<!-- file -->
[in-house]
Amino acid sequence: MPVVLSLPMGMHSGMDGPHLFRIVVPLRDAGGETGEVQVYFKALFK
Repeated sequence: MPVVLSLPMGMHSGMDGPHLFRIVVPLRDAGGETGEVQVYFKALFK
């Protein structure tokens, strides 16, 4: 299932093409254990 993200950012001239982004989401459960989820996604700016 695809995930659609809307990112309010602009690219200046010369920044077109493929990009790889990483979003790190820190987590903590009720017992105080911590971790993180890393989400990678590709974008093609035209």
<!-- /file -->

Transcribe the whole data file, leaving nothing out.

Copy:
[in-house]
Amino acid sequence: MPVVLSLPMGMHSGMDGPHLFRIVVPLRDAGGETGEVQVYFKALFK
Repeated sequence: MPVVLSLPMGMHSGMDGPHLFRIVVPLRDAGGETGEVQVYFKALFK
């Protein structure tokens, strides 16, 4: 299932093409254990 993200950012001239982004989401459960989820996604700016 695809995930659609809307990112309010602009690219200046010369920044077109493929990009790889990483979003790190820190987590903590009720017992105080911590971790993180890393989400990678590709974008093609035209």